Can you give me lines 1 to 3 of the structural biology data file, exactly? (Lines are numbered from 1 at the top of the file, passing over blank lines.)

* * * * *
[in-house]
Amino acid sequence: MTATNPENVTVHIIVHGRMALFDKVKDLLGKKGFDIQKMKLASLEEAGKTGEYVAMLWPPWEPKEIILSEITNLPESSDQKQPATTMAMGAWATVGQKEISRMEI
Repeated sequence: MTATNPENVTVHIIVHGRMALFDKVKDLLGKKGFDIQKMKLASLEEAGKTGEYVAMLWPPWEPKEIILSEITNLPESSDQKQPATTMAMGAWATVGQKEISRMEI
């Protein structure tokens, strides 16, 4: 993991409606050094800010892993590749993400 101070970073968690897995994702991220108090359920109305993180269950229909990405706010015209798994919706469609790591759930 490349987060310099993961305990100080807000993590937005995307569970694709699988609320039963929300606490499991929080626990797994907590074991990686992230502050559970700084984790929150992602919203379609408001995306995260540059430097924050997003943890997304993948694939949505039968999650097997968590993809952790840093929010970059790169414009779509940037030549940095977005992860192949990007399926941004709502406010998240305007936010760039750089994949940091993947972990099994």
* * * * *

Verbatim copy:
[in-house]
Amino acid sequence: MTATNPENVTVHIIVHGRMALFDKVKDLLGKKGFDIQKMKLASLEEAGKTGEYVAMLWPPWEPKEIILSEITNLPESSDQKQPATTMAMGAWATVGQKEISRMEI
Repeated sequence: MTATNPENVTVHIIVHGRMALFDKVKDLLGKKGFDIQKMKLASLEEAGKTGEYVAMLWPPWEPKEIILSEITNLPESSDQKQPATTMAMGAWATVGQKEISRMEI